Ans:     C

Explanation:    Carbon monoxide (CO) is a product of incomplete combustion of fossil fuels. Nearly 50 percent of all CO emission originates from automobiles. It is also present in cigarette smoke. CO is short-lived in the atmosphere and gets oxidized to CO2. Carbon monoxide is highly poisonous to most animals. When inhaled, CO reduces the oxygen-carrying capacity of blood.

Q6. Consider the following statements:

  1. Methane (CH4) is evolved from soil microbes in flooded rice fields and swamps.
  2. Natural sources of air pollution include pollen, dust, and smoke.

Which of the statements given above is/are correct?

a) Only 1                     b) Only 2                     c) Both 1 and 2                        d) Neither 1 nor 2

Ans:     C

Explanation:    Hydrocarbons (HCs) or volatile organic carbons (VOCs) are compounds composed of hydrogen and carbon. HCs are produced naturally during decomposition of organic matter. Methane (CH4), the most abundant hydrocarbon in the atmosphere, is evolved from soil microbes (methanogens) in flooded rice fields and swamps Natural sources of air pollution include pollen, dust, and smoke (from forest fires and volcanic ash) which are emitted into the atmosphere.

Q7. Consider the following statements:

  1. Photochemical smog is the classical example of primary air pollutant.
  2. A high concentration of SO2 in ambient air causes severe respiratory problems.

Which of the statements given above is/are correct?

a) Only 1         b) Only 2         c) Both 1 and 2                        d) Neither 1 nor 2

Ans:     B

Explanation:    Photochemical smog is the classical example of secondary (not primary) air pollutant. It is formed in traffic-congested metropolitan cities where warm conditions and intense solar radiation are present.Sulphur dioxide (SO2) is the major constituent in the major constituent in the emission when sulphur containing coal is burnt. A high concentration of SO2 in ambient air causes severe respiratory problems.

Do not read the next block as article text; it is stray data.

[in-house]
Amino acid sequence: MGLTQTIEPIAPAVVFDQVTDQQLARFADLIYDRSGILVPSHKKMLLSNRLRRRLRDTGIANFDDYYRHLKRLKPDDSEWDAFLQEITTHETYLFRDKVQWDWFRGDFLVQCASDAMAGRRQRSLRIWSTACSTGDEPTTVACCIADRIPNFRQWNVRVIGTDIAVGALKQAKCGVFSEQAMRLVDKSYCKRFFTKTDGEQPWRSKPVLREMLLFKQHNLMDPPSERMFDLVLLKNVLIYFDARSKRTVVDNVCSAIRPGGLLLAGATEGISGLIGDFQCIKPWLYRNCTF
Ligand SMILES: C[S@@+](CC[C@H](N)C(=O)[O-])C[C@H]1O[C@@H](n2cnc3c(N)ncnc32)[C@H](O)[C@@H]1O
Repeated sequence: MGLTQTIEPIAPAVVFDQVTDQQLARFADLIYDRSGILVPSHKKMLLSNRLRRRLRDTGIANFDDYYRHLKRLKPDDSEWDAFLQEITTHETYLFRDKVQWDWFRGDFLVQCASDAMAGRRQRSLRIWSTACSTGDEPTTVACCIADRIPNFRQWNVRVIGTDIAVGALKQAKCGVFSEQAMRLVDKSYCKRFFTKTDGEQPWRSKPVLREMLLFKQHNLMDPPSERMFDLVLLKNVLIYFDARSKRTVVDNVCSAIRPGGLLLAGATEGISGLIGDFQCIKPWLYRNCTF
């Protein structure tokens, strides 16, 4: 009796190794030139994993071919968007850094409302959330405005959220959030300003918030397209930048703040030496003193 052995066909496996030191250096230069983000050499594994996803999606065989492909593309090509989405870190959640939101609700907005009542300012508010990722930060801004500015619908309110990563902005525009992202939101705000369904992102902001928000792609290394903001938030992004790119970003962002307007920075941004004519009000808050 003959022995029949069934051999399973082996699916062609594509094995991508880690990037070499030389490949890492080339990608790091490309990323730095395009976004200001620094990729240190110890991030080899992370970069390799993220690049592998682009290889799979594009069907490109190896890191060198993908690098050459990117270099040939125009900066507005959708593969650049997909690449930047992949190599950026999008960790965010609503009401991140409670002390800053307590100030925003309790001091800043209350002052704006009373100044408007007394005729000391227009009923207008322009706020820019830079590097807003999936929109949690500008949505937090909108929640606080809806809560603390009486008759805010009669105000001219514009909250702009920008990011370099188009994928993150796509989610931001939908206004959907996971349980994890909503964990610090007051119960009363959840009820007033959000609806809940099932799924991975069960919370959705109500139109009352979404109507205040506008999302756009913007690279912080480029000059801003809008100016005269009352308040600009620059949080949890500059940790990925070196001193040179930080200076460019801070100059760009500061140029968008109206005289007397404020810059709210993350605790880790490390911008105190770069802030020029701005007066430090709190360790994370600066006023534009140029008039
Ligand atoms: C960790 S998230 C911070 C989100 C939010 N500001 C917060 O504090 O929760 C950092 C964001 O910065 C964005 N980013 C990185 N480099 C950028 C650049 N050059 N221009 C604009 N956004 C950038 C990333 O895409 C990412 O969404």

Q8. What are the components of photochemical smog?

  1. Ozone (O3)                     2. Peroxyacetyl nitrate (PAN) 3. NOx

a) Only 1 and 2                        b) Only 1 and 3                       c) Only 2 and 3                        d) 1, 2 and 3

Ans:     D

Explanation:    The classical example of secondary pollutant, photochemical smog is foamed in traffic-congested metropolitan cities where warm conditions and intense solar radiation are present. Photochemical smog is composed mainly of ozone (O3) peroxyacetyl nitrate (PAN) and NOx It is often called brown air where solar radiation is intense.

Q9. Consider the following statements:

  1. Where solar radiation is intense photochemical smog is called grey air.
  2. In areas or seasons of lesser solar radiation, smog formation is incomplete and the air is referred to brown air.

Which of the statements given above is/are correct?

a) Only 1                b) Only 2                     c) Both 1 and 2                                    d) Neither 1 nor 2

Ans:     D

Explanation:    Photochemical smog is formed in traffic-congested metropolitan cities where warm conditions and intense solar radiation are present. It is composed mainly of ozone (O3), peroxyacetyl nitrate (PAN) and NOx Photochemical smog is often called brown air where solar radiation is intense. In areas or seasons of lesser solar radiation, smog formation is incomplete and the air referred to as grey air.

Q10. Consider the following statements:

  1. The pH of acid rain is more than 6.0.
  2. Most planktons, mollusks and fry young fish cannot tolerate water having pH below 5.0

Which of the statements given above is/are correct?

a) Only 1                     b) Only 2                     c) Both 1 and 2                        d) Neither 1 nor 2

Ans:     B

Explanation:    In a broad sense, acid rain refers to several ways in which acids from the atmosphere are deposited on earth. Acid rain deposits include a wet and dry deposition. The pH of acid rain is less than 5.6 and could be as low as 4 or below. Acid rain adversely affects terrestrial and aquatic vegetation. Most planktons, mollusc and fry young fish cannot tolerate water having a pH below 5.0.